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colterphoto1

explain Bi-wire??

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I'm an ex sound-engineer, so I understand all the technical stuff about bi- and tri-amping speakers systems for concert sound for better efficiency, driver protection, less distortion.

I cannot understant Klipsch's concept of 'bi-wiring'! Two sets of leads coming from the same amplifier posts to speaker posts wired in parallel should have no effect but to double the amount of copper used to pass the signal. I have not found an answer in product literature of this site.

Can someone explain how this works to me?

BTW, the RC7 'tapered array' is one of the best ideas I have heard in years. It avoids the timing difference between two similar drivers in the critical vocal range if the listener is off-axis of the speaker. (common in home theatre installations- there is commonly only one 'sweet spot')

Michael

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Thanks Russ,

This article would lead one to believe that the benefits of bi-wiring are negligible, as I suspected. Apparently, you must use different wire types, each optimized for a particular driver within the cabinet. The article points out that this configuration can cause problems as well.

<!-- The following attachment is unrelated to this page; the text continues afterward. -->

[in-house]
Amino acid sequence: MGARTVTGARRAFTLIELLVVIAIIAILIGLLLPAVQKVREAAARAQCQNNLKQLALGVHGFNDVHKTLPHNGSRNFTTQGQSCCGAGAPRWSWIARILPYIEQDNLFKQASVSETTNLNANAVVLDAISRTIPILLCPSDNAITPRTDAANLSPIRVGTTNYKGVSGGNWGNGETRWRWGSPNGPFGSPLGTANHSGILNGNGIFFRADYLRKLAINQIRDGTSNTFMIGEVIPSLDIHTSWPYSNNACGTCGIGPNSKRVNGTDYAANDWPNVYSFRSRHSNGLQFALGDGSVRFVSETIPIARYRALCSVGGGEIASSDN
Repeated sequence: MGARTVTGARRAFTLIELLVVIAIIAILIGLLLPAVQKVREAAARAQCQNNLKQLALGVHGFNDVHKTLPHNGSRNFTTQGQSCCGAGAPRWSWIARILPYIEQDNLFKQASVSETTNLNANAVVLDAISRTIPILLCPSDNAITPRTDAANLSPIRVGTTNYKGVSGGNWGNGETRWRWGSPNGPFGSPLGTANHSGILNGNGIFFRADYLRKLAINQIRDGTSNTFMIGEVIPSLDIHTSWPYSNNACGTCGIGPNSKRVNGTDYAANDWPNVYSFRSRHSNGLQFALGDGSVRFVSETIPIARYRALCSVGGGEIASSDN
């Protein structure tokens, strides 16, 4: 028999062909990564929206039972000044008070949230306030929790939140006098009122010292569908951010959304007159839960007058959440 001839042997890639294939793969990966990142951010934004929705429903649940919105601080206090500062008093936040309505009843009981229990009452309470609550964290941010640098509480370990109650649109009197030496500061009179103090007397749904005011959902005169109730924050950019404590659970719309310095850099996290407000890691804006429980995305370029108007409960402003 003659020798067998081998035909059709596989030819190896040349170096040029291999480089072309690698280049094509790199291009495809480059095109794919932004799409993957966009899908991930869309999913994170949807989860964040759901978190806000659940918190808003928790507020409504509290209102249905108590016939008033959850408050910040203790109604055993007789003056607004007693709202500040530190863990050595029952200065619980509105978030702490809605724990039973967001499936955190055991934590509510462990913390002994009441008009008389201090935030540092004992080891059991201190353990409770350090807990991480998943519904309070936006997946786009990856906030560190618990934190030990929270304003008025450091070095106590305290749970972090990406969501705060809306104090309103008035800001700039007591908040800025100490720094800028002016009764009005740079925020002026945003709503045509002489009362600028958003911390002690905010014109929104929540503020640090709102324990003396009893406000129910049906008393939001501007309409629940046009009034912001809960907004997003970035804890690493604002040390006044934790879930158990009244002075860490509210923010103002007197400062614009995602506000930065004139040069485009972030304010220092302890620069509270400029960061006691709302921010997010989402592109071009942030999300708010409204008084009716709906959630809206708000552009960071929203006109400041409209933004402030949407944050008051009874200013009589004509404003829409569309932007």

Think I'll just stick to normal wiring.

Michael

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As I suspected, the limited amount of research you put into understanding this concept has reinforced your already biased opinion.

Nothing wrong with that at all.

It's hard to teach an old dog, new tricks.

I recommend a deep web search on this subject.

There must be many sources from which you can obtain credible information.

Have you e-mailed Klipsch Tech support to ask their reasoning behind this very expensive addition to their core products?

If they are reluctant to reply, you could ask techs at B&W or Paradigm.

They both assumed the related production costs and implemented this modification.

But hey, There always is the possiblity that these manufactures are trying to bolster the sales of secondary amplifiers to enable bi-amping.

Of course, none of the afore mentioned manufactures have anything to gain from increased amplifier sales.

Could be an underlying motive there that is spurred by pro bi-amping lobbyists.

One just never knows the real truth about these things.

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Do I sense a sarcastic tone in the air around here? Nah . It must be my bipolar wiring disorder popping up again. He he he he he. 2.gif

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Is that your bipolar wiring disorder popping up again, or are you just happy to see me?

Sorry, I'm a little tired, and will need a long synapse today.

fini

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I must apologize.

You see, I have recently enabled my neuroreceptors to accept multi-path bi-wiring.